The toxic tort lawyers at Simmons Hanly Conroy have been working with people diagnosed with occupational diseases from exposure to metalworking fluids for years. In that time, we have represented thousands of individuals and their families from across the United States who are involved in litigation involving respiratory diseases from occupational exposure.
This website is dedicated to providing you with as much information about the dangers of exposure to metalworking fluids and the respiratory diseases like hypersensitivity pneumonitis and occupational asthma caused when a person breathes in these dangerous fluids.
When a person is diagnosed with a respiratory disease, the impacts can be long-term and life changing. Having an experienced attorney help you traverse this unknown path can allow you to focus on getting well. If you or a loved one has been diagnosed with an occupational disease from exposure to metalworking fluids, contact the toxic tort attorneys at Simmons Hanly Conroy today for a free consultation with any occupational hazard questions – medical or legal – you may have.
What are cutting fluids?
Cutting fluids are also known as metalworking fluids, coolants, cutting oils, machining fluids, metalwashing fluids or lubricants. These fluids are most often used in manufacturing industries to prolong the life of machines and tools and to protect or treat the surface of the metal being machined.
Types of cutting fluids range from straight oil, such as petroleum oils, to water-based fluids like soluble oils and synthetic fluids. The mixture can include other fluids such as emulsifiers, anti-weld agents, corrosion inhibitors, extreme pressure additives, buffers and biocides.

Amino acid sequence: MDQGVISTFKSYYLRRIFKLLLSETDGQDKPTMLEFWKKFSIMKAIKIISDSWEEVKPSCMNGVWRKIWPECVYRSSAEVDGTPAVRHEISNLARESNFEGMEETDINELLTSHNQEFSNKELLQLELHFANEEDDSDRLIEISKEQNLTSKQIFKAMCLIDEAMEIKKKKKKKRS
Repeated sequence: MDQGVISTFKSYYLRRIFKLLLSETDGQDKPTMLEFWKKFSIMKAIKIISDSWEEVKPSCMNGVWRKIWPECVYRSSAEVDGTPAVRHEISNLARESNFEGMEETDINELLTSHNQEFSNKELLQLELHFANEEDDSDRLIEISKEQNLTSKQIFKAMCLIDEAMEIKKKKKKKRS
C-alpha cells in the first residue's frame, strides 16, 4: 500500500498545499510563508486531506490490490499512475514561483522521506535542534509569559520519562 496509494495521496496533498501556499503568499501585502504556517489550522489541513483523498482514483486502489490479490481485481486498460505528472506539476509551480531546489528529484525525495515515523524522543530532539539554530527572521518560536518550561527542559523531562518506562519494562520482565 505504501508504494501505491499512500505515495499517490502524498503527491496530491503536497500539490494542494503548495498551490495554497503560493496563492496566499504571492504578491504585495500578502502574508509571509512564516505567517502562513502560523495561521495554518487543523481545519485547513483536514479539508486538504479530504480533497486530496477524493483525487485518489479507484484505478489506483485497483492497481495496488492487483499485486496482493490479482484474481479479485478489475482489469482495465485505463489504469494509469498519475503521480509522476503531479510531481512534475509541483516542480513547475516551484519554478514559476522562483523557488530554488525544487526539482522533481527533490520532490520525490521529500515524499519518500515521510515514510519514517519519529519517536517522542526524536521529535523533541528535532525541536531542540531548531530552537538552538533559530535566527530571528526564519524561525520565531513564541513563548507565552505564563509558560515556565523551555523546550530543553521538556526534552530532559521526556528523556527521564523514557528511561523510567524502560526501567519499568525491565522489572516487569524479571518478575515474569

The dangers of exposure to cutting fluid
Exposure to cutting fluids or metalworking fluids can have serious, long-term consequences and can be linked to various respiratory diseases including hypersensitivity pneumonitis.
Water-based metalworking fluids support the growth of biological contaminants, which when inhaled can cause respiratory diseases. The National Institute for Occupational Safety and Health estimates that 1.2 million workers in the machine finishing, machine tooling and other metalworking and metal-forming industries are potentially exposed to organic contaminents through the use of cutting fluids.
These people have worked hard their entire lives. They have built our country, including the products that make it strong. At hundreds of job sites across the United States, hundreds of thousands of workers experience exposure to metalworking fluids on a daily basis which puts their long-term health at risk.
Occupational exposure to metalworking fluids occurs by breathing aerosois – or the mist – generated during the machining process or through skin contact when workers touch machine parts, equipment or tools covered with metalworking fluids.
The United Auto Workers and United Steelworkers of American have repeatedly petitioned the U.S. Occupational Health and Safety Administration to set comprehensive standards for metalworking fluids. Currently, the National Institute for Occupational Safety and Health (NIOSH) recommends that exposure to metalworking fluid aerosols be limited to 0.4 milligrams per cubic meter of air. However, it is just that, a recommendation, it is not enforced.
The Simmons law firm has worked for decades to protect its clients’ rights after they have been exposed to toxic substances like metalworking fluids in the workplace. We understand the physical and emotional challenges patients face when pursing legal action.
For more information about the dangers of cutting or metalworking fluids or for a free consultation, please contact us.
Ernie Conry had multiple tests performed before the doctors were able to reach a conclusive diagnosis of pleural mesothelioma. He explains the process he went through after his pleural mesothelioma diagnosis in order to fight mesothelioma. Watch his story.
- Ernie Conry